This is something different from the original Closed Beta, if memory serves right. Instead of having vehicles where money is obtained, the package/briefcase is then moved, creating different sense of objective within the map. Areas must be defended/attacked in order to move the game along, which is in contrast to the mayhem that ensued from the previous archetype.

Hotwire

Grand theft auto (not the game, but the act) is a crime with hefty repercussions. In the game of Battlefield: Hardline, it comes with rewards and many other attributes.

In the Hotwire mode, identified vehicles are littered throughout each map. The initial sprint to obtain first access presents a challenge in itself. It is almost like a capture-the-flag style game, however, the flag is on the move. And the flag is a car. And the people inside the car have guns. Oh, and there’s helicopters raining fire from above.

At first, the game mode was a huge turn off. The initial distaste was due to various players within the map not playing to the rules, but instead treating it as a team-deathmatch arena. After leveling up, there seemed to be more and more experienced players that would actually partake in obtaining vehicles and lending a helping hand to defend from attackers. As a passenger you can fire directly from your seat or lean out of the window gangster-style and fire away.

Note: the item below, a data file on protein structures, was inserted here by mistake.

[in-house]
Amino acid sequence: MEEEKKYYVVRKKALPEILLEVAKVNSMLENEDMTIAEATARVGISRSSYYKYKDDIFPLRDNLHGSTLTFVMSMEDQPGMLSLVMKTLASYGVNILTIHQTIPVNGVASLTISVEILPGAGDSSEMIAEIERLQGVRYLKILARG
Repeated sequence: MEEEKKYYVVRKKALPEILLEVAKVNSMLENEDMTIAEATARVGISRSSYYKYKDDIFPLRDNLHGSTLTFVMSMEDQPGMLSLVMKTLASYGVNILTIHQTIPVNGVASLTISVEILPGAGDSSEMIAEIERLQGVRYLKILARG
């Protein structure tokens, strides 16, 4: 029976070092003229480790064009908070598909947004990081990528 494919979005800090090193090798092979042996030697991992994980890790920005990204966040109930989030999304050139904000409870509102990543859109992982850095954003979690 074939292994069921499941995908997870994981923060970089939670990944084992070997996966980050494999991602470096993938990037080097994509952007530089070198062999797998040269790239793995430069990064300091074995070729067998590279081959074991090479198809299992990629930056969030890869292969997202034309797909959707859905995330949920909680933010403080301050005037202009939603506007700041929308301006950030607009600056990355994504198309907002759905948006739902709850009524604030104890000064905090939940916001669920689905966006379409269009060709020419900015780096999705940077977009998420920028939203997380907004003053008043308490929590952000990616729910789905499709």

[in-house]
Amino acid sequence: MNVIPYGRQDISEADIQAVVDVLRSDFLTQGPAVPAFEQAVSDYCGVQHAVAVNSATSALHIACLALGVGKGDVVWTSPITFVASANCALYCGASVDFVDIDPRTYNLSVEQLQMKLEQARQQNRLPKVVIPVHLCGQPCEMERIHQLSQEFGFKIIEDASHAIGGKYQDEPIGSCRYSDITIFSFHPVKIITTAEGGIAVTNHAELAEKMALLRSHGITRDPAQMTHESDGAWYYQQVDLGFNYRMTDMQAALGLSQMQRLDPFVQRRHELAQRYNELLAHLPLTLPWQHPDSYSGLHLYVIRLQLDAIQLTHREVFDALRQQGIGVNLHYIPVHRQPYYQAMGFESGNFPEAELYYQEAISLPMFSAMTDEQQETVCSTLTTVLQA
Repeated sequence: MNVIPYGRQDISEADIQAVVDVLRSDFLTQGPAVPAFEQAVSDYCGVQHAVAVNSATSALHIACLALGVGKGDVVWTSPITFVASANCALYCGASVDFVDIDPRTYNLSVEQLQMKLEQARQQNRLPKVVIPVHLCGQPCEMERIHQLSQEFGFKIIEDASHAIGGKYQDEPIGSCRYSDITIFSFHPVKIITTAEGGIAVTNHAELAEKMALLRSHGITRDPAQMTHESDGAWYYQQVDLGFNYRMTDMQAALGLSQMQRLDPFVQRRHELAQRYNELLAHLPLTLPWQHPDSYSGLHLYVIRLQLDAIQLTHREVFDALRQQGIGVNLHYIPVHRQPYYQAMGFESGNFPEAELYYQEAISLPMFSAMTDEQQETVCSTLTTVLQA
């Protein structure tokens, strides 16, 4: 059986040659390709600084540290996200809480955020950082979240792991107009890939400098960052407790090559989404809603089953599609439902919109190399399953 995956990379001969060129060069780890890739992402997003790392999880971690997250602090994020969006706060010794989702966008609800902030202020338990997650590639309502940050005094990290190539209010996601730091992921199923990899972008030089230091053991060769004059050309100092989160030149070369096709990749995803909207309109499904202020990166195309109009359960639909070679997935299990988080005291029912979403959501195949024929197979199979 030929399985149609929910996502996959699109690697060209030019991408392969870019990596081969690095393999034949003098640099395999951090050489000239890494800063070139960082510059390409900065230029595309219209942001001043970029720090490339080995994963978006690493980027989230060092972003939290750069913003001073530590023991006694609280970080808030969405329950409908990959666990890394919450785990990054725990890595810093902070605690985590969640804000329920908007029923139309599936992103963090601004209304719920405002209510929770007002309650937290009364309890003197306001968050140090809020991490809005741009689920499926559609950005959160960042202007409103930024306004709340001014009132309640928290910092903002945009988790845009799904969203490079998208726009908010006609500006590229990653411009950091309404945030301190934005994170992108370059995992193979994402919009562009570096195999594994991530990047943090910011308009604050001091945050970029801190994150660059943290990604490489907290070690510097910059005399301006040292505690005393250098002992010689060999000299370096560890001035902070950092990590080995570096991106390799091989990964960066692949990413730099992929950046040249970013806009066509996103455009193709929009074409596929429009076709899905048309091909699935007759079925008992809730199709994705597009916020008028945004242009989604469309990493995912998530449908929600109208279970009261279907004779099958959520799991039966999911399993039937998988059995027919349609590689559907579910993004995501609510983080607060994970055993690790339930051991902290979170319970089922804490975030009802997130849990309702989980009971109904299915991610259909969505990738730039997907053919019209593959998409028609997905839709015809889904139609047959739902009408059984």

The mode was extremely fun, especially watching debris fly after plowing through a row of trash cans. But, the maps, seeming large on foot, are too small for a vehicle to run endless laps on. Also, the amount of vehicles could be increased to support a bigger field.

Large Conquest

This is one of the most traditional modes when it comes to the Battlefield experience. There are few instances where players have access to large portions of square footage, and that doesn’t happen very often within the confines of the multiplayer first-person shooter realm. While these efforts are well appreciated amongst large-scale attacks with planes, and helicopters, it is almost a bit too much for the Hardline atmosphere.